The Job Competition We Never Saw Coming

Many school-leavers will have received their A-level results yesterday, and I vividly remember this time two years ago. The anticipation still haunts me to this day…

For some, they will do what I did and go to University, others will go straight into the job market, and others will start apprenticeships or travel.

In two years I will have finished my degree at the University of Leeds and I will be joining the exodus of job-less graduates. I have been told by many how saturated the job market is at the moment, a constant gut-wrenching reminder of the need for a decent grade and a set of skills.

However, I have been hearing some even worse things recently… not only will I have to compete amongst my fellow graduates in a tough competitive market, I will also be competing against robots.

Or, automated technology to be more precise.

So how will automation actually affect me?

I decided to take a look into this supposed extra competition.

According to the Telegraph, robots have the potential to replace jobs such as train drivers on the London Underground (well, at least robots can’t strike). That technology has actually existed for a while now; the Docklands Light Railway uses it.

Taxi drivers could be put out of a job due to driverless cars. Google’s driverless car, despite looking like it has a face, has successfully driven over 100,000 miles now without crashing.

There were some which didn’t surprise me – lab technicians and scientists who are required to use such minute measures in experimentation would perhaps be replaced by machines to remove any room for human error. The human genome was largely decoded using robotics and computers.

The more surprising on the list were teachers and lecturers. Supposedly the Open University has successfully used television and self-teaching. Elsewhere I found that paralegals and lawyers could also be somewhat at risk, due to software being developed that can review files faster and for a lesser fee than humans.

But is this the real story? Are robotics and automatic technology just going to replace these jobs totally, and leave us to wander the streets?

Not in my opinion. The issue is far less black and white than that.

The Pew Research Internet Report on “AI, Robotics, and the Future of Jobs’ invited many experts in the fields of science, technology, robotics and Artificial Intelligence to comment on this question:

“The economic impact of robotic advances and AI—Self-driving cars, intelligent digital agents that can act for you, and robots are advancing rapidly. Will networked, automated, artificial intelligence (AI) applications and robotic devices have displaced more jobs than they have created by 2025?”

It was a pretty equal split on how 1,896 experts answered: 48% believed that robots will have significantly displaced workers by 2025, with worries that this would lead to huge income inequality and breakdown of the social order.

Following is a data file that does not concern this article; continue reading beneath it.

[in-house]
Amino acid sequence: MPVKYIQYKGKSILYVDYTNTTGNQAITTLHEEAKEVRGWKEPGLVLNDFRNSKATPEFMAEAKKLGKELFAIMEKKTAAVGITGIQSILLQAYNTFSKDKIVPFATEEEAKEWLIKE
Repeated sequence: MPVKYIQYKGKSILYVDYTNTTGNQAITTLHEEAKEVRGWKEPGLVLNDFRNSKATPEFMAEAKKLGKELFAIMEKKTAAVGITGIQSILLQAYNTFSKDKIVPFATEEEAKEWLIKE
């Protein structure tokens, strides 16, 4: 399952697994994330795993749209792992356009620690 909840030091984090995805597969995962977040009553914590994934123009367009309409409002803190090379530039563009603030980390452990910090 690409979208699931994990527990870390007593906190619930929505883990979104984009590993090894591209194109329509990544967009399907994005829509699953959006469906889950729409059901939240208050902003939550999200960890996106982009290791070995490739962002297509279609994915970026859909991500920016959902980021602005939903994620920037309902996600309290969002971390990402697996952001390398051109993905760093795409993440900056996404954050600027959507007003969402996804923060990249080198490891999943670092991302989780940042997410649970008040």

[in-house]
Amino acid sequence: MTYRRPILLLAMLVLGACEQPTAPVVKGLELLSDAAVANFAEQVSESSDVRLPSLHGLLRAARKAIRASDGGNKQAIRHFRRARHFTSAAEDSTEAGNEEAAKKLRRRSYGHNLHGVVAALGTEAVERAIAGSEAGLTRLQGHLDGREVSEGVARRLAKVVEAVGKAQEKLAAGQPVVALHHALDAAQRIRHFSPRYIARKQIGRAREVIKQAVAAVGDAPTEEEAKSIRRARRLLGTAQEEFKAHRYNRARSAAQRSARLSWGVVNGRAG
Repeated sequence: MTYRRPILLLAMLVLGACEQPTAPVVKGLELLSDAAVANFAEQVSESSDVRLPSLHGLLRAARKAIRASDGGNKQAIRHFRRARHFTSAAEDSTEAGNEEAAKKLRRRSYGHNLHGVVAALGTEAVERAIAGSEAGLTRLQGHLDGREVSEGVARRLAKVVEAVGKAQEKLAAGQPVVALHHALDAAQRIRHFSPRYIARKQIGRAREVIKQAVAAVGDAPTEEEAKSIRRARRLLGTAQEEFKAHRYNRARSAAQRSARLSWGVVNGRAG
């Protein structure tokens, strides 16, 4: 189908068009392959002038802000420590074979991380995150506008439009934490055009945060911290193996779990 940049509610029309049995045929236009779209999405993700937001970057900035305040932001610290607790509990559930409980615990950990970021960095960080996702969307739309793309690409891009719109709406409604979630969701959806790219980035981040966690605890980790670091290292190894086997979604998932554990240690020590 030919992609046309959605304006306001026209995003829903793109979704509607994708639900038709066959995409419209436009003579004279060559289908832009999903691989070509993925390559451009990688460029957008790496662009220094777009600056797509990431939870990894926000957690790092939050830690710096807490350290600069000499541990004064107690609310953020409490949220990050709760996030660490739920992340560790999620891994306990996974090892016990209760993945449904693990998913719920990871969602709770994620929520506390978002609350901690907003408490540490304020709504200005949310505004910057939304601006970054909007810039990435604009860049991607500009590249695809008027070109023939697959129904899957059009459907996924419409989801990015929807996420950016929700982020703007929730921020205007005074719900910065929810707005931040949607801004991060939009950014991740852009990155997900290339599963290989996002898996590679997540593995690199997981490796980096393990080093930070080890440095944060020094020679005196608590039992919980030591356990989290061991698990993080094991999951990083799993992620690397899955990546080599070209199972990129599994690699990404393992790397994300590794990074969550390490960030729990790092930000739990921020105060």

On the other hand 52% believed that robots certainly would not displace more jobs that they will create. Both have many interesting arguments as to why they believe in their respective opinions.

Some of the 52% optimists, as I like to think of them, believe that there are certain jobs which only humans have the capacity to do and that technology won’t even have developed enough to significantly alter the job market by 2025. This camp also believes that there will be significantly more jobs created as technology develops.

The other 42% are saying that displacement is already happening. My favourite quotation was from Jerry Michalski, Founder of REX (The Relationship Economy Expedition), “Automation is Voldemort: The terrifying force nobody is willing to name.” (I’m a huge Harry Potter fan).

What I think we really need to understand is that despite the split of opinion, it goes deeper than robots simply taking over the world (despite what Hollywood tells us).

There were several points which the experts agreed on, such as the definition or concept of “work” will shift and change dramatically in the future with technological evolution. They also believe that the current education system is not preparing the likes of my generation for technological development into the future.

The one resounding fact that both groups agreed on was that technology is not destiny. We control our future and how we inhabit it.

What we can do is use technology to help us predict the future. Now that’s an interesting concept – take a look at this video about how Microsoft’s Azure Machine Learning is helping us to use historical data to make predictions:

The key with all of this is we need to have a better understanding of how automation can help us; Microsoft Azure Machine Learning is a great example of increasing productivity through technology.

What I have really gleaned from glancing into the future of robotics is that I need not be terrified of the future or my job prospects. Technological advancements are coming, they always will. But it’s about being prepared to learn, and understand the opportunities I will be presented with.

There will always need to be human interference to drive things forward. This is a theme that Duncan Davies also discusses in his blog trilogy ‘Technology Doesn’t Replace Talent’.

The opportunities are everywhere – we just need to be able to understand them, and seize upon them.